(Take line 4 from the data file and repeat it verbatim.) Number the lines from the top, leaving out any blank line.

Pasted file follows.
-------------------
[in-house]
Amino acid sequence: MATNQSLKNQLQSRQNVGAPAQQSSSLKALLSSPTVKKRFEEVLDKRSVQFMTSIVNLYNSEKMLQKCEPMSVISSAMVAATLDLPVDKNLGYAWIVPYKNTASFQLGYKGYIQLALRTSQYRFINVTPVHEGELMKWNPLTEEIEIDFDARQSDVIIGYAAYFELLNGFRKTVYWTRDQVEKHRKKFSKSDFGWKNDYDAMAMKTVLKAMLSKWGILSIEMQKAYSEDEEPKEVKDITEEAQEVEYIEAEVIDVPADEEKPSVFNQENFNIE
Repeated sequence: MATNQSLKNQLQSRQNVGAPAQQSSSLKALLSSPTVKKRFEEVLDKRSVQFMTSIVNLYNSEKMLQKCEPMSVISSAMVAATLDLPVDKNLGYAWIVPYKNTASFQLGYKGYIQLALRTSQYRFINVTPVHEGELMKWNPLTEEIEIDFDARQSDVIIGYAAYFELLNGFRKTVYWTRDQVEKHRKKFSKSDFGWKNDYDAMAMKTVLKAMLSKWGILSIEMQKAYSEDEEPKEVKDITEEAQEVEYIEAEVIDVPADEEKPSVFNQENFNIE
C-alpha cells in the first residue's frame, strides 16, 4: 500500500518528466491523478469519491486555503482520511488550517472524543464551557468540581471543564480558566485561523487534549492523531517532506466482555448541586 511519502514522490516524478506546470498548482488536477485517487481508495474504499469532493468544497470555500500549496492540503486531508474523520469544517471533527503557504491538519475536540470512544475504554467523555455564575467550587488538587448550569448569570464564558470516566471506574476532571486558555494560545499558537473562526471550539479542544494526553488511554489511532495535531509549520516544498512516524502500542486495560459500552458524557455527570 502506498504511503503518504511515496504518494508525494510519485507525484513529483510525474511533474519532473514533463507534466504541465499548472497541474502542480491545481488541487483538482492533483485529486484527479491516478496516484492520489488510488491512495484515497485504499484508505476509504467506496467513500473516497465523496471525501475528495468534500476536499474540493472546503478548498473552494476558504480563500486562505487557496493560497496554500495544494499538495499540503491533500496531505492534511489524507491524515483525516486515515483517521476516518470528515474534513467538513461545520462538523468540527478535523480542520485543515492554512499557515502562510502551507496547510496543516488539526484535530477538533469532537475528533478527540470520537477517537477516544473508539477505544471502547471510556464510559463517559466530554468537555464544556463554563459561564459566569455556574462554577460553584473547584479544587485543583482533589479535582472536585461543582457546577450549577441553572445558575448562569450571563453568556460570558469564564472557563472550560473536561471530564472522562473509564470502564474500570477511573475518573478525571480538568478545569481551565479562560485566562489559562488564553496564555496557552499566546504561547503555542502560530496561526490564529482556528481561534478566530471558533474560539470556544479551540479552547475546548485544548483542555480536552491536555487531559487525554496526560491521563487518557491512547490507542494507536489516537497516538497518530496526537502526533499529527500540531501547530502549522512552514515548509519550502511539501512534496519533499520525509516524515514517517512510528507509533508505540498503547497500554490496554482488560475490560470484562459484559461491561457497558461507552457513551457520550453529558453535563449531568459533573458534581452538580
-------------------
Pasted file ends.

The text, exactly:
C-alpha cells in the first residue's frame, strides 16, 4: 500500500518528466491523478469519491486555503482520511488550517472524543464551557468540581471543564480558566485561523487534549492523531517532506466482555448541586 511519502514522490516524478506546470498548482488536477485517487481508495474504499469532493468544497470555500500549496492540503486531508474523520469544517471533527503557504491538519475536540470512544475504554467523555455564575467550587488538587448550569448569570464564558470516566471506574476532571486558555494560545499558537473562526471550539479542544494526553488511554489511532495535531509549520516544498512516524502500542486495560459500552458524557455527570 502506498504511503503518504511515496504518494508525494510519485507525484513529483510525474511533474519532473514533463507534466504541465499548472497541474502542480491545481488541487483538482492533483485529486484527479491516478496516484492520489488510488491512495484515497485504499484508505476509504467506496467513500473516497465523496471525501475528495468534500476536499474540493472546503478548498473552494476558504480563500486562505487557496493560497496554500495544494499538495499540503491533500496531505492534511489524507491524515483525516486515515483517521476516518470528515474534513467538513461545520462538523468540527478535523480542520485543515492554512499557515502562510502551507496547510496543516488539526484535530477538533469532537475528533478527540470520537477517537477516544473508539477505544471502547471510556464510559463517559466530554468537555464544556463554563459561564459566569455556574462554577460553584473547584479544587485543583482533589479535582472536585461543582457546577450549577441553572445558575448562569450571563453568556460570558469564564472557563472550560473536561471530564472522562473509564470502564474500570477511573475518573478525571480538568478545569481551565479562560485566562489559562488564553496564555496557552499566546504561547503555542502560530496561526490564529482556528481561534478566530471558533474560539470556544479551540479552547475546548485544548483542555480536552491536555487531559487525554496526560491521563487518557491512547490507542494507536489516537497516538497518530496526537502526533499529527500540531501547530502549522512552514515548509519550502511539501512534496519533499520525509516524515514517517512510528507509533508505540498503547497500554490496554482488560475490560470484562459484559461491561457497558461507552457513551457520550453529558453535563449531568459533573458534581452538580